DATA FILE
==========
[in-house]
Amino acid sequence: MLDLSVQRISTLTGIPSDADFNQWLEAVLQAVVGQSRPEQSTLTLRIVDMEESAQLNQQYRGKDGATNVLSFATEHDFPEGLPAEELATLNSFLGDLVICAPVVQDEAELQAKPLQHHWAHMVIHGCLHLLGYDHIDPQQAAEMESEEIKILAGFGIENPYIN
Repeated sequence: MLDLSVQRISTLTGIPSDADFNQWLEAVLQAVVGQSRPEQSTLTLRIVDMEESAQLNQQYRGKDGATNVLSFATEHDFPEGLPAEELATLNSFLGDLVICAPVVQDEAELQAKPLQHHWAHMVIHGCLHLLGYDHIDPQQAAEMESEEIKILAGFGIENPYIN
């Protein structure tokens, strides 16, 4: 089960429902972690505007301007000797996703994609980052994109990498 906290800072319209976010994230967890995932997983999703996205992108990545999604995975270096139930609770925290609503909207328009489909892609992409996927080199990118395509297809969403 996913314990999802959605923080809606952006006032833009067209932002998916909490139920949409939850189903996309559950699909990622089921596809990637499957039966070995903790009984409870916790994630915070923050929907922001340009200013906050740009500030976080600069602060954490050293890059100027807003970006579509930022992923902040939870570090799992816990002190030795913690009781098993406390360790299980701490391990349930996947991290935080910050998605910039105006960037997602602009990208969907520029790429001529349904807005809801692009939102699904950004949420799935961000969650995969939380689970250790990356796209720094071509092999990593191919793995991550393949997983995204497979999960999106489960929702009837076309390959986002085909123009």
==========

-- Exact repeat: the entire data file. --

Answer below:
[in-house]
Amino acid sequence: MLDLSVQRISTLTGIPSDADFNQWLEAVLQAVVGQSRPEQSTLTLRIVDMEESAQLNQQYRGKDGATNVLSFATEHDFPEGLPAEELATLNSFLGDLVICAPVVQDEAELQAKPLQHHWAHMVIHGCLHLLGYDHIDPQQAAEMESEEIKILAGFGIENPYIN
Repeated sequence: MLDLSVQRISTLTGIPSDADFNQWLEAVLQAVVGQSRPEQSTLTLRIVDMEESAQLNQQYRGKDGATNVLSFATEHDFPEGLPAEELATLNSFLGDLVICAPVVQDEAELQAKPLQHHWAHMVIHGCLHLLGYDHIDPQQAAEMESEEIKILAGFGIENPYIN
């Protein structure tokens, strides 16, 4: 089960429902972690505007301007000797996703994609980052994109990498 906290800072319209976010994230967890995932997983999703996205992108990545999604995975270096139930609770925290609503909207328009489909892609992409996927080199990118395509297809969403 996913314990999802959605923080809606952006006032833009067209932002998916909490139920949409939850189903996309559950699909990622089921596809990637499957039966070995903790009984409870916790994630915070923050929907922001340009200013906050740009500030976080600069602060954490050293890059100027807003970006579509930022992923902040939870570090799992816990002190030795913690009781098993406390360790299980701490391990349930996947991290935080910050998605910039105006960037997602602009990208969907520029790429001529349904807005809801692009939102699904950004949420799935961000969650995969939380689970250790990356796209720094071509092999990593191919793995991550393949997983995204497979999960999106489960929702009837076309390959986002085909123009």